HOME BUYER’S PLAN (HBP)

By: pooja kapoor


The Home Buyers’ Plan allows an individual to borrow up to $25,000 of money previously contributed to an RRSP to acquire a home in Canada to be used as the individual’s principal residence. Each individual can withdraw up to $25,000 from any combination of plans of which he or she is the annuitant, so that a married couple, for example, could withdraw up to $25,000 each if they each have that much in their own RRSPs for the purchase of a jointly owned house. Common – law partners can similarly do this and so can any group of related or unrelated individuals, provided they can agree on the intricacies of collective home ownership. If one spouse or common – law partner’s plan is a spousal or common – law partner plan RRSP to which all contributions have been made by the other spouse or common – law partner, withdrawals under the Home Buyers’ Plan can be made from the spousal or common – law partner plan by the annuitant spouse or common – law partner and will not be included in the contributing spouse or common – law partner’s income, unless for some reason they prove to be unqualified and would otherwise be included in the annuitant’s spouse or common law partner’s income.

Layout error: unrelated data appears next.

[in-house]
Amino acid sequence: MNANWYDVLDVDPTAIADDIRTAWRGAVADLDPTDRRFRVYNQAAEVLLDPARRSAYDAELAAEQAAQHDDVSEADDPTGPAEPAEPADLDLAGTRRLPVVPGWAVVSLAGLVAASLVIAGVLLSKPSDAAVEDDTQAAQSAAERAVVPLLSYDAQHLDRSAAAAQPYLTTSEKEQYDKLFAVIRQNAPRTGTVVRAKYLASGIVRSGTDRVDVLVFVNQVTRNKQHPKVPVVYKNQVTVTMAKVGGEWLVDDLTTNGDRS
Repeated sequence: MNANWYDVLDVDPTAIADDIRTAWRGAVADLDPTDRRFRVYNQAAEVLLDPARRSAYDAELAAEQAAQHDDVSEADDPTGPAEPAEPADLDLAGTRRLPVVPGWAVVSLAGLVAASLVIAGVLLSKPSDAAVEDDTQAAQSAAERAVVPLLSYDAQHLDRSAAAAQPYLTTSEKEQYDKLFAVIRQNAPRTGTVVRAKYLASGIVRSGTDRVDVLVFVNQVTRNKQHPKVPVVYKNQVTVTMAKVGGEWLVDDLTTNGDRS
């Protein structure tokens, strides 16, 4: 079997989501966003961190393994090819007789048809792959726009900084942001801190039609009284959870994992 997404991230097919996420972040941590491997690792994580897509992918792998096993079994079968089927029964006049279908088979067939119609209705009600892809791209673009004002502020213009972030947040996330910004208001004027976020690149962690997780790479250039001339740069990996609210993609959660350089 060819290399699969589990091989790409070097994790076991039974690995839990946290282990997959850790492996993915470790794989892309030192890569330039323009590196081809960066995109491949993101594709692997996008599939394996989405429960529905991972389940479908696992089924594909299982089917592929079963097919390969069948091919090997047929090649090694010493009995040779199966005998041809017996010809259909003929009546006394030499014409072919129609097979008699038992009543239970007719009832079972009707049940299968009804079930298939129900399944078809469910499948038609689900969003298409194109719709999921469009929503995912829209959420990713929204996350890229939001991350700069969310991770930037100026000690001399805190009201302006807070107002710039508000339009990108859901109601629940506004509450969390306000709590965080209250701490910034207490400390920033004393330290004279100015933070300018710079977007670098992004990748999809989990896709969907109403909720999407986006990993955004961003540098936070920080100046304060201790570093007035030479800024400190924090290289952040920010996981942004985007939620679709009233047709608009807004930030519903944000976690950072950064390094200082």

The money withdrawn under the Home Buyers’ Plan is, in effect, an interest – free loan from the individual’s RRSP. It must be repaid in annual installments over a 15 – year period, commencing with the second year following the withdrawal. As with ordinary RRSP contributions, individuals are in fact given 60 days following the year end to make repayment. Thus, if an individual withdraws funds under the Home Buyers’ Plan in 2014, he or she must commence repayments by March 1, 2017.

Although the Plan is essentially intended for first time home buyers, the government has recognized that such a rule would be unfair in a variety of situations. It has therefore chosen a five – year period of non – ownership as the test to ensure that current or recent home – owners cannot use the Home Buyers’ Plan. However, after 1998, the five – year rule will be waived where a person who qualifies for the disability credit (or a related individual) buys a home which is more accessible for, or better suited to, the care of the disabled person.

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